There are a number of places to stay. Without knowing the layout of the area, where the restaurants and temples were located compared to the lodging, I selected the Thiri Marlar, which is located in New Bagan. Again, I chose the location because of a high TripAdvisor rating along with a pretty good rate of under 40 USD. Since they didn’t accept credit cards, I paid in cash – USD. Like everywhere else, the notes were highly scrutinized. I was very happy with the place. Similar to many other locations in the country, the internet access was very weak. I was unable to connect with my iPad, so I used the hotel computer located in the lobby area. At times, access was available and other times it wasn’t. The staff would get a connection and then contact me that it was available. There was an hourly access fee to use this computer. The hotel didn’t have a pool, which was fine with me. The only thing I disliked was that the public spaces, such as the lobby, did not have air conditioning, which meant I had to stay in my room during the afternoon lull to stay out of the heat, which was stifling at times. Unless it’s raining, meals are served on the rooftop terrace, which provides an incredible view of the temples, which literally surround the hotel.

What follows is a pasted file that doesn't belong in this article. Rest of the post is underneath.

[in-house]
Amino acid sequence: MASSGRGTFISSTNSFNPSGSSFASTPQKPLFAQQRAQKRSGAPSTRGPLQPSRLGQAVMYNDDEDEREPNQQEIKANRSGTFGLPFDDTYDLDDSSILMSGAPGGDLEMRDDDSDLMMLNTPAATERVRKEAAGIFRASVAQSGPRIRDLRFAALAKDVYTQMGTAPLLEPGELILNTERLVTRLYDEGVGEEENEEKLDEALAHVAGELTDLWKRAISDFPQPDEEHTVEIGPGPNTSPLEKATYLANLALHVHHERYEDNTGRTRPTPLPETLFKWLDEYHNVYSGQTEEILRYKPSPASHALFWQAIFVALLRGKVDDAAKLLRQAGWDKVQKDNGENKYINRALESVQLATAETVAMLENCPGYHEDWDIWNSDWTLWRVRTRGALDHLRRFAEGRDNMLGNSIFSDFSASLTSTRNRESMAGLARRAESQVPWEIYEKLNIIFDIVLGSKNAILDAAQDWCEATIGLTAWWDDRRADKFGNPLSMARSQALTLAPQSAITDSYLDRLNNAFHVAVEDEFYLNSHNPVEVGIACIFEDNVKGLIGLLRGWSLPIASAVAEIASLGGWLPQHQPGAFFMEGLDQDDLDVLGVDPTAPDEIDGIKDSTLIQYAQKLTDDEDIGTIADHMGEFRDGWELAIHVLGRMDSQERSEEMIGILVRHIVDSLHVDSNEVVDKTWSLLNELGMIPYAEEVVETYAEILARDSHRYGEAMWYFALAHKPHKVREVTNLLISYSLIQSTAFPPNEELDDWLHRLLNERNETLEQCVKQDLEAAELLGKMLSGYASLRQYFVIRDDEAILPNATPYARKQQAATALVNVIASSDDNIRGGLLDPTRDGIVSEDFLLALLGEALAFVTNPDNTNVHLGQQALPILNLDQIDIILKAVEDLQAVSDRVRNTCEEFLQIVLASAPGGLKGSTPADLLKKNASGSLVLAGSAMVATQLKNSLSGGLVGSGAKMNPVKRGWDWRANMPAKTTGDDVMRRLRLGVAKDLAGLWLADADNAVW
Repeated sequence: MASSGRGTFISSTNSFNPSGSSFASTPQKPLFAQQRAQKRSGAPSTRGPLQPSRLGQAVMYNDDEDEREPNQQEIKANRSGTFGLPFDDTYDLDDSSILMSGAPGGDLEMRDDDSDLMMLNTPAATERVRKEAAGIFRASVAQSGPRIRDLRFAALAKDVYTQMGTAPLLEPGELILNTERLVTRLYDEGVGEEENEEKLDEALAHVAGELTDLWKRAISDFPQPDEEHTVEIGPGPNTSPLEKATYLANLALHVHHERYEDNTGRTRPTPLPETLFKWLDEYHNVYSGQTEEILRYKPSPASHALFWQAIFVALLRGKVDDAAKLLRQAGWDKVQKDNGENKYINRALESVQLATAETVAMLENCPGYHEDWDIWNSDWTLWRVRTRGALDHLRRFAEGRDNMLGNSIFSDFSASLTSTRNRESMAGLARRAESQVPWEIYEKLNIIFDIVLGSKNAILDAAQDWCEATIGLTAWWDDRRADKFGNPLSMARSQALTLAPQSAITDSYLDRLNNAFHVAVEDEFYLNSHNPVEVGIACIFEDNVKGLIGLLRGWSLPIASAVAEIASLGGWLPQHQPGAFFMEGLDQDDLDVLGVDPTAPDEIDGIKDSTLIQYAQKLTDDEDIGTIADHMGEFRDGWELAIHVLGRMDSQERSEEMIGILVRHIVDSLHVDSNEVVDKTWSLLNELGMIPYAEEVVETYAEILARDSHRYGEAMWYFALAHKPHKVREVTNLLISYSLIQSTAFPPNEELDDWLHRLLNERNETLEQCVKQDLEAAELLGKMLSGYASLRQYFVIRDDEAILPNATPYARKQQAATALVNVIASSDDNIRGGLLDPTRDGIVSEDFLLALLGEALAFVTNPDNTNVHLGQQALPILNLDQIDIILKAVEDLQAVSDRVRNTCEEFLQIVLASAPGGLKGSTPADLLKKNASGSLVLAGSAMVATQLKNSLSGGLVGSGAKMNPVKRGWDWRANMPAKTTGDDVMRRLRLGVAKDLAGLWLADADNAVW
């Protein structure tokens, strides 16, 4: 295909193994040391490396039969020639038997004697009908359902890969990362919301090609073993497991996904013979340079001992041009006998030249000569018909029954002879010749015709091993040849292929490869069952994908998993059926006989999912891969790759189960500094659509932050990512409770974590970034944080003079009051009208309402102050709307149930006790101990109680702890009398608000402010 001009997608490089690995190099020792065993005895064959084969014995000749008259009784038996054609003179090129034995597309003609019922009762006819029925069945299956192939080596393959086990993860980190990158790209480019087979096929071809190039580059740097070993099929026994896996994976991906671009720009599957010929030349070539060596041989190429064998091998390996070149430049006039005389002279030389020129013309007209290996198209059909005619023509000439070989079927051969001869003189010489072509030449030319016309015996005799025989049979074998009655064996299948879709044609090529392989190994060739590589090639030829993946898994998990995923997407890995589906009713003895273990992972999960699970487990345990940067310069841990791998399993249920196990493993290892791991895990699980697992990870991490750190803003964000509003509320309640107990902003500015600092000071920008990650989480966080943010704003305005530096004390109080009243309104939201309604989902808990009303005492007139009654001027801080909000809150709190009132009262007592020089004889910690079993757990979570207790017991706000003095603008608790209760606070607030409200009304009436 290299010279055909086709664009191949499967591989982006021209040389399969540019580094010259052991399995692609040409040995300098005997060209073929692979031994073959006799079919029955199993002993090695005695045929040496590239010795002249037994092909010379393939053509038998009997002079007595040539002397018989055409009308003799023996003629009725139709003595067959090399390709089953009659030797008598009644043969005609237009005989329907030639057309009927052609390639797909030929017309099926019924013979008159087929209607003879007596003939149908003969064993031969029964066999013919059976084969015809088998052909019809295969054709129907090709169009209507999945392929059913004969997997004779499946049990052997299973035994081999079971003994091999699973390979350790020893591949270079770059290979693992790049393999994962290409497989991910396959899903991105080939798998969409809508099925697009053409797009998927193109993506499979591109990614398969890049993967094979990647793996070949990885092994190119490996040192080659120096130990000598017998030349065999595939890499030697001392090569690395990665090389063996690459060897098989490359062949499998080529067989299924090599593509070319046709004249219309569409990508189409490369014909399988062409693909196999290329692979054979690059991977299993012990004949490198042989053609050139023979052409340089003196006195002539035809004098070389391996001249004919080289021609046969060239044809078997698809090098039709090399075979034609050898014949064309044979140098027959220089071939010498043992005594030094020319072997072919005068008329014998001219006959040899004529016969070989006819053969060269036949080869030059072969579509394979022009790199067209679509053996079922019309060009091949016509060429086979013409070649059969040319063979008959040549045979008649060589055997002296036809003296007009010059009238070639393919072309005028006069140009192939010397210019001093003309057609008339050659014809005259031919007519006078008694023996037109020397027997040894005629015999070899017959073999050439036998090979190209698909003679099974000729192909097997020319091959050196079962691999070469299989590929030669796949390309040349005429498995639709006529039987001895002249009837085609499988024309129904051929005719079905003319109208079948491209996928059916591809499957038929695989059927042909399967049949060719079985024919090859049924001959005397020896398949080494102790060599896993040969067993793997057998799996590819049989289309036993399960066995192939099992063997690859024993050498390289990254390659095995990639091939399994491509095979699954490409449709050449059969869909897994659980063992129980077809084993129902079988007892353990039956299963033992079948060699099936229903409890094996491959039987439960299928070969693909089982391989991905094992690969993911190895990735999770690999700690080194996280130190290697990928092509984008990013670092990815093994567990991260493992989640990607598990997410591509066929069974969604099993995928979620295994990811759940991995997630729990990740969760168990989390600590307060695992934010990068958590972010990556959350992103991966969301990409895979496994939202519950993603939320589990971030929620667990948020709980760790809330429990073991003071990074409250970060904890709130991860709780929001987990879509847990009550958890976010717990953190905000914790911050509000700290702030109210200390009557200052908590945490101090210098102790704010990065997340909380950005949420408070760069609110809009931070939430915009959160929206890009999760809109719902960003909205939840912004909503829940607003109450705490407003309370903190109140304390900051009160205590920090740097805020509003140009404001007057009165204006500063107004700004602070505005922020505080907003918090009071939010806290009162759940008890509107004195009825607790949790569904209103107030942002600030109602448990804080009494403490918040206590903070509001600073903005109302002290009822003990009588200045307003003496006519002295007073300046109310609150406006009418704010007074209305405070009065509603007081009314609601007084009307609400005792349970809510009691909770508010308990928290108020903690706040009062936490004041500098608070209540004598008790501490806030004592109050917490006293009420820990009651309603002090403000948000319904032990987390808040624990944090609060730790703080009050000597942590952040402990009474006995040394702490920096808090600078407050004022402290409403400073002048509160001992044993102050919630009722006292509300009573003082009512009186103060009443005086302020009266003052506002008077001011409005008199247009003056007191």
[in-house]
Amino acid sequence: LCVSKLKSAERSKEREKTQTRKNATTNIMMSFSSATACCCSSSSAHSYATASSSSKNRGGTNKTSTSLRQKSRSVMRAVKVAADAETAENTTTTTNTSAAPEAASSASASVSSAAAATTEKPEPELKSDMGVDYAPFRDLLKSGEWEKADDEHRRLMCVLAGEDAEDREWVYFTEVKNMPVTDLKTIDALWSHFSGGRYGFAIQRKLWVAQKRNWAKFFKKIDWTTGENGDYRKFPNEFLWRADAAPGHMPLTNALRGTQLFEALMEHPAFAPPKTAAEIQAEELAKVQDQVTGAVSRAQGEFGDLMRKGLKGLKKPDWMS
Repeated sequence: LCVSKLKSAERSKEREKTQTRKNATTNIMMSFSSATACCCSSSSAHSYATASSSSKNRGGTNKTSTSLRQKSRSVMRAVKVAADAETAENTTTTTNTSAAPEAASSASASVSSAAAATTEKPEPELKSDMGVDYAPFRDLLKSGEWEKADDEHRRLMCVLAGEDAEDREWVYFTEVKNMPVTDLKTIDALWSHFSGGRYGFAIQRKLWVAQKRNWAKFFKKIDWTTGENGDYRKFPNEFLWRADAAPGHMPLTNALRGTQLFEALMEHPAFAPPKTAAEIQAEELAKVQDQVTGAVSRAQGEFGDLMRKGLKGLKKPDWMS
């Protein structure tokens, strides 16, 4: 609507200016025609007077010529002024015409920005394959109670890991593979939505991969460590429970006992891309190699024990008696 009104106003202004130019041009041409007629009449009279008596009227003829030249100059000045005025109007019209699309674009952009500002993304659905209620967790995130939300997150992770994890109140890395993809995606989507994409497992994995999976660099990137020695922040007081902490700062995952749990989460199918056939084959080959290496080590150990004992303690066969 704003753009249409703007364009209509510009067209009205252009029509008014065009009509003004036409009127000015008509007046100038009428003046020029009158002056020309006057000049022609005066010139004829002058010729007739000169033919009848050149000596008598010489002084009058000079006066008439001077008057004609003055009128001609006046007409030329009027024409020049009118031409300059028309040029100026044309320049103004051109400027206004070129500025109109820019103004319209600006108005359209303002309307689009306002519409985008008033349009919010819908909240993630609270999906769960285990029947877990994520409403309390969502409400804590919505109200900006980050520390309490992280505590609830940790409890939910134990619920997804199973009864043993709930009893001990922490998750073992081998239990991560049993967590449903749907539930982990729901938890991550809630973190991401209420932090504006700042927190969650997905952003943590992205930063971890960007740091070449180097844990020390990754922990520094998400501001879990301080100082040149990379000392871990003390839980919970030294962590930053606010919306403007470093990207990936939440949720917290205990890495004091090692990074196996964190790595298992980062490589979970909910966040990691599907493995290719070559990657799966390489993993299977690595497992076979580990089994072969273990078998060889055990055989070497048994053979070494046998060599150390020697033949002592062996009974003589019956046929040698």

Breakfast is included in the rate and they do serve dinner for those who don’t want to go out. I remember sitting on the roof in the warm evening air, having a few Myanmar beers and eating dinner while watching the sunset. I relaxed while recollecting the day’s events and thinking about the world that had opened up to me over the last week. I was glad to be there. If you don’t want to eat at the hotel, it’s easy to walk to the few other restaurants or cafes nearby. In the evening, you will need a flashlight because street lighting is very poor in places. Being just a country road, from one town to the next, it’s pretty dark at night and not easy to go from one town to the next for dinner. Hiring a car and driver and extending them into the evening is an option, or you can just take a taxi. Your hotel and the restaurant will have to call a taxi for you to get to and from. New Bagan is several miles from the main temple and food areas. Old Bagan is a little more centrally located if you don’t mind the slightly higher room rates.
There are over 2,200 temples in the Bagan area. They seem to be everywhere. It’s overwhelming and simply an awesome site to see. Wiki-pedia indicates the temples fall into one of two broad architectural categories. The stupa-type is a solid temple that you can walk around but not into. The gu-type is a hollow temple that you can walk into. This type usually has four Buddha’s located in the center of the temple with each one facing outward forming four separate rooms inside the temple. Many of the larger temples are multi-level; however, can be visited on the ground floor only. The government has closed off all but a select few, of the larger temples, because they do not want people walking all over the temple ruins for preservation and safety reasons.